religion, politics and women. This was the famous fight between the
Campbells and the MacDonalds. It is believed by many to be a general
dispute, but we should be more specific.
The Campbells were a very progressive and prosperous clan and had subdivided
several times over the centuries. One family, the Campbells of Glen Lyon,
however, became very aggressive and domineering. During the 1600’s they
found themselves short of land, short of available wives for their sons, and
deeply mixed up in religion and political turmoil.
To avenge these shortages and difficulties, they apparently decided that the
MacDonalds of Glencoe and of Clan Ronald, which were very progressive and
prosperous clans, were their nearest and easiest targets. Therefore, as
pressing needs arose during the 1600’s, they would usually during the early
spring period plan and carry out small invasions to secure their needed
land, livestock and supplies to satisfy their annual expansion plans and
Although the MacDonalds claimed to have royal blood, they were not warriors.
Therefore during the late 1680’s, anticipating another raid from the
Campbells, they had to develop or engage some military leadership and
The MacDonald chiefs got together and arranged to engage the services of one
“Red Rory” MacIsaac, who had been trained in the arm of Bonnie Prince
Charlie. He must have been a successful military man, as his arms and
military medals were still on display in the military section of Edinburgh
Castle after World War II.
He came to the area of Glen Coe and brought with him his intelligence group
consisting mostly of girls who gradually infiltrated the Campbell clan to
find out their plans. He determined that another invasion was planned during
the early spring of 1690, and when and where it was to be launched.
With this information well in advance, a plan of defense was designed. The
raid was to take place on a certain morning in March from behind a well
known wooded area or hedge adjacent to the MacDonald property. Red Rory them
arranged to assemble hundreds or as many of the mature highland Longhorn
cattle as he could possibly bring together during the preceding nights and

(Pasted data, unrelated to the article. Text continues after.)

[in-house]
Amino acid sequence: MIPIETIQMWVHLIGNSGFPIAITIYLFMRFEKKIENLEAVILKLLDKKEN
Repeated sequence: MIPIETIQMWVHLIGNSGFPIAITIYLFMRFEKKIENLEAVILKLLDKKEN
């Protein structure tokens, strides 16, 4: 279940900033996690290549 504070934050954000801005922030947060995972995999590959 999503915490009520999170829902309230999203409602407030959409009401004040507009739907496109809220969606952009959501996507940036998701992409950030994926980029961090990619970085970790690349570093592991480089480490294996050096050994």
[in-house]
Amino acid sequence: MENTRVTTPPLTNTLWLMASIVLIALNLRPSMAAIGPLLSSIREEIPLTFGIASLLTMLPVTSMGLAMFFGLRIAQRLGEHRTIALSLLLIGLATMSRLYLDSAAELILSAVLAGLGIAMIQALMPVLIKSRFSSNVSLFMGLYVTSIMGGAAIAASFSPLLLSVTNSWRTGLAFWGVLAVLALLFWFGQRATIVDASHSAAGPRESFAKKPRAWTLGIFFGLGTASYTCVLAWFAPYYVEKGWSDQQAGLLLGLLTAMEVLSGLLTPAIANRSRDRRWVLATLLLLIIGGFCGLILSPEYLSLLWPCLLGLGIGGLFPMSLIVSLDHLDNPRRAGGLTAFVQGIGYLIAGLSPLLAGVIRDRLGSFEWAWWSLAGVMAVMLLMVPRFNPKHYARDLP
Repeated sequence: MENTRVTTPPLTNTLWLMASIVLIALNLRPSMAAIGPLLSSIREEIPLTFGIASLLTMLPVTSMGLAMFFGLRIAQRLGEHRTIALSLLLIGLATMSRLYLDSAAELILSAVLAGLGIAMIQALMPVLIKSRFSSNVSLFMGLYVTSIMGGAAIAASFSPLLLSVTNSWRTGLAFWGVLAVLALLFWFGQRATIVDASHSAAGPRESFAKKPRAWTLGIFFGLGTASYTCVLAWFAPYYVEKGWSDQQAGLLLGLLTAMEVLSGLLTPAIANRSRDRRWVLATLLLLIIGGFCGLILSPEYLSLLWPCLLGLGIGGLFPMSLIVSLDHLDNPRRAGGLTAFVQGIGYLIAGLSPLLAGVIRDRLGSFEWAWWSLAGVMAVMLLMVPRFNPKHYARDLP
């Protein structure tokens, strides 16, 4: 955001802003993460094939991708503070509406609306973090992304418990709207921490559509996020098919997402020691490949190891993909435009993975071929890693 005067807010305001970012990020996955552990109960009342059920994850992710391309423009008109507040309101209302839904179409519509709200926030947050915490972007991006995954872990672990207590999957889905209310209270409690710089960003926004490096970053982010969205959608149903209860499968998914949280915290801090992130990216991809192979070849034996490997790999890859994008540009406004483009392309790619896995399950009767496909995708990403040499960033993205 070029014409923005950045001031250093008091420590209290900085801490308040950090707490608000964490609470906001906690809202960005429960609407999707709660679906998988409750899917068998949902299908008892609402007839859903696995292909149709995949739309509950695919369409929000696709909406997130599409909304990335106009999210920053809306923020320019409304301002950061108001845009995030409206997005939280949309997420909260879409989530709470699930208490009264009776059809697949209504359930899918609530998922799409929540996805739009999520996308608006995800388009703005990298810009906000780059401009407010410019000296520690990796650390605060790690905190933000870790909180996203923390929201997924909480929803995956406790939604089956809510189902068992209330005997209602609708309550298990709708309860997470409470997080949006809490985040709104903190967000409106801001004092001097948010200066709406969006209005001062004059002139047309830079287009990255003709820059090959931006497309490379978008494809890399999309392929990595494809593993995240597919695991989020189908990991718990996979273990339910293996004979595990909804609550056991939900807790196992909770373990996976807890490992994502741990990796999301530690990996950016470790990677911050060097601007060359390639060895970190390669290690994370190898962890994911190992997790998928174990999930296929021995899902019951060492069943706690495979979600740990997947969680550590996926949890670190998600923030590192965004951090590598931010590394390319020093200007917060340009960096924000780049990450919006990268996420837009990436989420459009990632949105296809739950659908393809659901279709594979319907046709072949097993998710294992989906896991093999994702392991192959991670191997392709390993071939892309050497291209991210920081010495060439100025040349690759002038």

kept them hidden during the day.
On the morning the Campbells were ready to invade, the MacDonalds fed those
longhorns an ample supply of strong, partly brewed barley mash. This had the
effect, as they knew, of making those usually docile brutes both crazy and
courageous. They knew from experience that the only technique to make those
animals charge was lots of noise, so they assembled all the drums, bagpipes,
cannons and noisemakers they could find and, by surrounding them by the
noise on both sides and at the rear, these tremendous, half-drunk and crazy
longhorns charged across the meadow, through the hedge, and scattered, gored
and trampled the Campbell invaders without much loss, apart from the cattle,
to the MacDonalds.
So successful was this defense and so proud were the MacDonalds of it that
they awarded Red Rory MacIsaac and his clan full honors as enjoyed by the
MacDonald chieftains. This meant that after 1690, MacIsaac and all his clan
were entitled to wear the Dress MacDonald tartan as a symbol of recognition
by other Scotsmen. Although never exploited or widely developed by the
MacIsaac groups in many parts of Scotland, it is, nevertheless, recognized
as a right and privilege in Scottish history.
However, the Battle of the Longhorns was only a temporary setback for the
Campbells of Glen Lyon who again carried out their widespread and famous
invasion of 1692 where they soundly defeated and massacred nearly all of the
MacDonalds of Glen Coe and their cousins who had helped them in defense.